BY LEANN DILBECK –
Bringing in new business and industry to an area during a downward economy is a challenge known all too well by today’s community leaders. The Pulse recently individually asked three of the local area’s government leaders: State Representative Nate Bell, Polk County Judge Brandon Ellison, and City of Mena Mayor George McKee, what were the top three issues they faced in bringing economic development and job creation to their constituents. The areas identified were consistent and each noted how complex both the need and the issues were, compounding the need to protect the existing industries already in place.
Both Bell and Ellison said the top issue was related to the county’s lack of interstate highways, making it very isolated. It was also identified as an issue by McKee but he ranked it as third on his list. “Geographic location is more or less than 85 miles from interstate highways and passenger flights,” said Bell. As Ellison explained, “Entrepreneurs are reluctant to locate where trucking products and parts are more expensive.”
The top challenge McKee said the City of Mena faced was having not available structures and limited property, besides the Industrial Park, large enough to accommodate the specs required for a business to build that could employ potentially 300 people. McKee said he focuses on targeting retail and small business, whom he considers the backbone of a community, and cited many vacant buildings in the downtown area that are available for sale or lease. He also said he believed it was complimentary to the already well-established tourism industry. “You should never underestimate the significance of small businesses in a rural economy,” said McKee.
Both Ellison and Bell also cited the “unfriendly business climate” and heavy regulation, which can serve as barriers. “Arkansas has policies that do not encourage new business start-ups. For example, even the smallest contractors are required to have a business license. This discourages young entrepreneurs from starting small, instead they either try to work under the radar and will never develop a legitimate business or because of the red-tape and initial cost, they won’t risk failure,” said Ellison. Adding to the challenge is neighboring Texas and Oklahoma, “Our state is one of the nation’s most regulated, taxed and licensed,” said Bell. “All are barriers to business recruitment/expansion. This is exacerbated due to our proximity to Texas and Oklahoma, who do significantly better in most objective scoring of overall business environment.” The regulations, designed to protect Arkansans, ultimately costs them with slow job creation as Ellison added, “In my opinion, economic freedom comes at a cost and that is consumers should do their own due diligence and not rely on the state to decide who the consumer should do business with.”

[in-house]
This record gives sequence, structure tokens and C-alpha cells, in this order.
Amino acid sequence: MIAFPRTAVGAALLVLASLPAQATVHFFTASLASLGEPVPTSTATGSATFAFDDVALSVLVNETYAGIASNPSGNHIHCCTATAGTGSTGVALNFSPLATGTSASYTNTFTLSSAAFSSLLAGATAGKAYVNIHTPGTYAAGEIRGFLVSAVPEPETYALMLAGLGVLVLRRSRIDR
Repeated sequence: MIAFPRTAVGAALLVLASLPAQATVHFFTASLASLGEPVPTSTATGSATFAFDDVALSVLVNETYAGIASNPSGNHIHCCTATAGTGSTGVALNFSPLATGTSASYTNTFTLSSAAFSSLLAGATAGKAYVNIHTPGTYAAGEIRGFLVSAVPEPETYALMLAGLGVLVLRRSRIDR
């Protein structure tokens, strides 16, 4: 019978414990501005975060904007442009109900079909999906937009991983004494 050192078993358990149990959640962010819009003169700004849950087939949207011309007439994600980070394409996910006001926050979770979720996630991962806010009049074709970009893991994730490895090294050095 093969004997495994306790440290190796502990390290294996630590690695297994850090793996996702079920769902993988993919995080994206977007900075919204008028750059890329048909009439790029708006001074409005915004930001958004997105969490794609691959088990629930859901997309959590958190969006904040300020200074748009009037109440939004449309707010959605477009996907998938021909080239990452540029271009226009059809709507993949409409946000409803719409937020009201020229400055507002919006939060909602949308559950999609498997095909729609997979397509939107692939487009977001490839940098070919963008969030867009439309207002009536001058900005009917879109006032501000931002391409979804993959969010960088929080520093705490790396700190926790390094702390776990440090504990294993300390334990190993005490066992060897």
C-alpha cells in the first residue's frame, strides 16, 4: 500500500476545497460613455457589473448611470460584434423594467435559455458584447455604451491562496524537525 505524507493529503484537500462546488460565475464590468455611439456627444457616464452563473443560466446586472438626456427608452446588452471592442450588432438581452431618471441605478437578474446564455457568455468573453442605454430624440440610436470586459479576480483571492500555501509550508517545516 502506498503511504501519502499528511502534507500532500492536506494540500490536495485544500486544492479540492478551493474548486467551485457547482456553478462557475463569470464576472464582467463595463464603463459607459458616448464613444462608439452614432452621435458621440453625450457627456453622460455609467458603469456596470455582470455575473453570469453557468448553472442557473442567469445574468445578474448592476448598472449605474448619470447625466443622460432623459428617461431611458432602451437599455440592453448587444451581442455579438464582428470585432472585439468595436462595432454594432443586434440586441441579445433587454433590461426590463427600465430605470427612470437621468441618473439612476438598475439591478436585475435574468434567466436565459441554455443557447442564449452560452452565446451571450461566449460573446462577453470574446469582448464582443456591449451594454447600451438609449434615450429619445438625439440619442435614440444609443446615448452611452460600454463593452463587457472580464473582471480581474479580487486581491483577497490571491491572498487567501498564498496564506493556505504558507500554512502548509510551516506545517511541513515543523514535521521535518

Third on Bell’s list and second on McKee’s was the area’s lack of a sufficient workforce with the needed skills and/or post-secondary training or education required. McKee said that is another reason that Rich Mountain Community College is such a tremendous resource.
The threat of environmental regulation and litigation was the final item on Ellison’s list of barriers for job creation. “We rely heavily on tourism and we know first-hand what just a threat of trail closures does to potential business opportunity. Who would risk money on a recreation-based business when they fear at any moment an environmental group could bring suit and completely ruin them financially?” Ellison continued by explaining how an unfriendly business climate compounded with threats of litigation can literally stop businesses from considering the area even when all other factors are favorable to move here. “Another example was demonstrated south of Mena about 10 years ago, where an asphalt plant was planned. After the application was filed and the public comment period began, there were a small number of negative comments about air quality. That was enough to discourage investors who found a friendlier area to locate. An asphalt plant in our area would have been a financial bonanza for us, bring contractors and saving local governments a lot of money.”
Arkansas’ unemployment rate ranked at 7.4% at the end of December, compared to the national unemployment rate of 6.7%. As the area has seen a number of business closures, most recently a long-standing 43-year old business, new ones do eventually open; however, the need for positive sustainable business growth and job creation remains high. A responsibility that weighs heavy on the minds of government officials and business leaders. The area was built on the railroad, timber and poultry industries, and like so many other rural communities across the South, today’s leaders find themselves having to evolve from what it has known to become more competitive in an ever-changing global marketplace.